To simulate development of automaticity, a memory consolidation stage was introduced before the regular performance stage. During the consolidation stage, no explicit teaching signals were provided from the simulation environment to the model Premotor layer, and thus, the model performance was not evaluated. During the performance stage, all the model prefrontal and hippocampal layers were lesioned to see the pure parietal contributions to the model outputs. As shown in Figure 4, the degree of automaticity in terms of performance accuracy was positively correlated with the duration of consolidation.

Figure 4. 

Simulation of cortical consolidation for automaticity. Stage I: Action-to-Motor vocabulary building; Stage II: Condition-to-Action instruction memorization; Stage III: Spontaneous hippocampal–prefrontal recall of Condition-to-Motor mappings (i.e., consolidation); Stage IV: Condition-to-Motor performance after the hippocampus and pFC were lesioned. (A) A shorter Stage III led to more errors in Stage IV. (B) A longer Stage III led to fewer errors in Stage IV.

Figure 4. 

Simulation of cortical consolidation for automaticity. Stage I: Action-to-Motor vocabulary building; Stage II: Condition-to-Action instruction memorization; Stage III: Spontaneous hippocampal–prefrontal recall of Condition-to-Motor mappings (i.e., consolidation); Stage IV: Condition-to-Motor performance after the hippocampus and pFC were lesioned. (A) A shorter Stage III led to more errors in Stage IV. (B) A longer Stage III led to fewer errors in Stage IV.

DISCUSSION

We have presented a neural model capable of instructional control based on the relevant brain areas known to be involved. The model treats an instructed S-R task as a combinatorial generalization task in that novel combination of perceptual and motor knowledge is the primary learning problem faced by the system. This is a realistic simplification, in that people can only be instructed to perform tasks where they already know the basic task elements, and the instructions consist of a particular combination of these elements to be performed. Our model shows that these combinations can be easily memorized by the hippocampus and then implemented through top–down cognitive control via the pFC/BG system. This form of cognitive learning can be more rapid and flexible than perceptual-motor learning, which engages the slow-learning neocortex to develop task-specific representations.

Learning occurs in multiple parts of the architecture to support the ability to behave according to instructions. To comprehend the language of action instructions, the model needs a vocabulary-building stage during which the hippocampus learns to perform identity mapping for relaying information from the Action layer to the corresponding motor representations in pFC layers. Meanwhile, BG learns to open the execution gate for pFC to output a motor decision to the Premotor layer. During the instruction memorization stage, the hippocampus associates inputs from the Condition and Action layers and learns each condition–action pair as an episodic pattern. Only after completing all these various forms of learning can the model follow instructions flawlessly during the performance stage—using mechanisms of pattern completion, the hippocampus recalls instructions about what action to perform based on retrieval cues from the Condition layer, and its downstream pFC either maintains a retrieved motor command in working memory when BG closes the execution gate or further triggers a motor decision in the Premotor layer when BG opens the execution gate.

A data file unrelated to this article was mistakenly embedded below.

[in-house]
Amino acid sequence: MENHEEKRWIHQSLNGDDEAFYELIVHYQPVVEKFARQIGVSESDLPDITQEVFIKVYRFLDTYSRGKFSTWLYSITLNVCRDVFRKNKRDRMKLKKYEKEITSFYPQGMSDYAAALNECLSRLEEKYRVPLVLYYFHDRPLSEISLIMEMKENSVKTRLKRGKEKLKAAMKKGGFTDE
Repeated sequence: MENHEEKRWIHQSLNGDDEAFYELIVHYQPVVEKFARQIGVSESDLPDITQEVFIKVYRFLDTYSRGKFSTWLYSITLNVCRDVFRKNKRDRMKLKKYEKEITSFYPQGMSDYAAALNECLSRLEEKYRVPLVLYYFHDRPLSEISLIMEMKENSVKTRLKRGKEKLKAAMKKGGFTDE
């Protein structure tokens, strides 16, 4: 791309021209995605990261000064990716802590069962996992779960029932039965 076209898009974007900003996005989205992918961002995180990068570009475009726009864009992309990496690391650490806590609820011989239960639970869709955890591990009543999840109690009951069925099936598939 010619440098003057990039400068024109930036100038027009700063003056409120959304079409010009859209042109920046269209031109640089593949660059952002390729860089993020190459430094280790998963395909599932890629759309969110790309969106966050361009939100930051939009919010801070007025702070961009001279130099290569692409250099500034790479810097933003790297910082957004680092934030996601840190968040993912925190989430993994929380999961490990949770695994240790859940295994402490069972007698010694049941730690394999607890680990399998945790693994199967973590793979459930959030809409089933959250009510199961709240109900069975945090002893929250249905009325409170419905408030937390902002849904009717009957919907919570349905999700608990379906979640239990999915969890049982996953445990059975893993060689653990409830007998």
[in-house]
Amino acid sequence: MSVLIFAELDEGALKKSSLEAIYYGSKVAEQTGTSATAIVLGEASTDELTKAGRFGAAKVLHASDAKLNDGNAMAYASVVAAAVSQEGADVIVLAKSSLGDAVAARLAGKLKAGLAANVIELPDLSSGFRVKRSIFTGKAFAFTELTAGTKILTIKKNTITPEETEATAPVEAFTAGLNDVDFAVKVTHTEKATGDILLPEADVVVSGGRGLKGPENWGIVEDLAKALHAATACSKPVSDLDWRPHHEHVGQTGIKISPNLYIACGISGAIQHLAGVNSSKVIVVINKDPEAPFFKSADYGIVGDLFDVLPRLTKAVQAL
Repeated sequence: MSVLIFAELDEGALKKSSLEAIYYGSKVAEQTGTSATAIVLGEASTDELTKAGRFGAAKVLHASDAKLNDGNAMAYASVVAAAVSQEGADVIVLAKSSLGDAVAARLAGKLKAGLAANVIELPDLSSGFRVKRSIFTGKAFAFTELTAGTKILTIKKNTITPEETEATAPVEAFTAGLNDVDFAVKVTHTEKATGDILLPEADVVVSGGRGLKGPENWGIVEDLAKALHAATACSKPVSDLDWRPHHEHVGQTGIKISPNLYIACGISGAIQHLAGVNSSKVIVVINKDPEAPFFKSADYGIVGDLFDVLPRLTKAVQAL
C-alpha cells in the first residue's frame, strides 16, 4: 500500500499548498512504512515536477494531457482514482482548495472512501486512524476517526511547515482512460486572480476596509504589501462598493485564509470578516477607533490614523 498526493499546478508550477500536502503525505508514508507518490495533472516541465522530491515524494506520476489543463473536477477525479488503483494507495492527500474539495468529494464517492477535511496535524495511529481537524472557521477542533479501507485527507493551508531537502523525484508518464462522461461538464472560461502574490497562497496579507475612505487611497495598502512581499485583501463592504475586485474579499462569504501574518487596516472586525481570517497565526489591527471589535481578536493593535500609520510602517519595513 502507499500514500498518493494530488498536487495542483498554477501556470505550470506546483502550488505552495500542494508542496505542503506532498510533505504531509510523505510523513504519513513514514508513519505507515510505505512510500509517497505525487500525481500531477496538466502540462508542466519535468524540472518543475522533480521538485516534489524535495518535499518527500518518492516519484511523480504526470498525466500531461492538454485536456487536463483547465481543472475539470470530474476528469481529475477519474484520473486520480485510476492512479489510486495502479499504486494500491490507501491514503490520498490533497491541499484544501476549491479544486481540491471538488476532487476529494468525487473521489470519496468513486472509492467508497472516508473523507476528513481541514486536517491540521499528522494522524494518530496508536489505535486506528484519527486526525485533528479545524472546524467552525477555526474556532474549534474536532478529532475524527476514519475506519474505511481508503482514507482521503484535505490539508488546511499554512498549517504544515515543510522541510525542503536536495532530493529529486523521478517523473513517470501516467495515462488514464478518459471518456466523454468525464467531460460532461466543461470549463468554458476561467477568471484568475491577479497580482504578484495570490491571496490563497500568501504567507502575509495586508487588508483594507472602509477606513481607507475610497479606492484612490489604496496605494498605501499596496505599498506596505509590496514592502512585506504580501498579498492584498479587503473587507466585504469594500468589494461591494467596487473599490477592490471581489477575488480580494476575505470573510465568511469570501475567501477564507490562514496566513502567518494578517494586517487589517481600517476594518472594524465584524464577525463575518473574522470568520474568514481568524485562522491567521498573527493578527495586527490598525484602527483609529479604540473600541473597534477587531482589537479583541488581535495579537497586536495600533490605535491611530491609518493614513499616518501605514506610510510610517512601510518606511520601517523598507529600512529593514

Compared with reinforcement learning, instructed learning has several advantages. Reinforcement learning adapts behavior based on the consequences of actions, whereas instructed learning adapts behavior in accordance with instructed action rules. Hence, unlike the slow, retrospective process of trial and error in reinforcement learning, instructed learning tends to be fast, proactive, and errorless. In general, trial-and-error learning increases the likelihood of making the same mistakes in the future, and errorless learning avoids such a possibility of strengthening incorrect S-R associations through Hebbian mechanisms (McClelland, 2001). Note, however, that although errorless model performance is mainly because of perfect recalls of instructions from the hippocampus, we do not deny hippocampal involvement in trial-and-error learning, especially when task rules are explicit or deterministic. In fact, S-R studies that used trial-and-error procedures found hippocampal contributions to one-trial learning of correct responses (e.g., Brasted et al., 2005).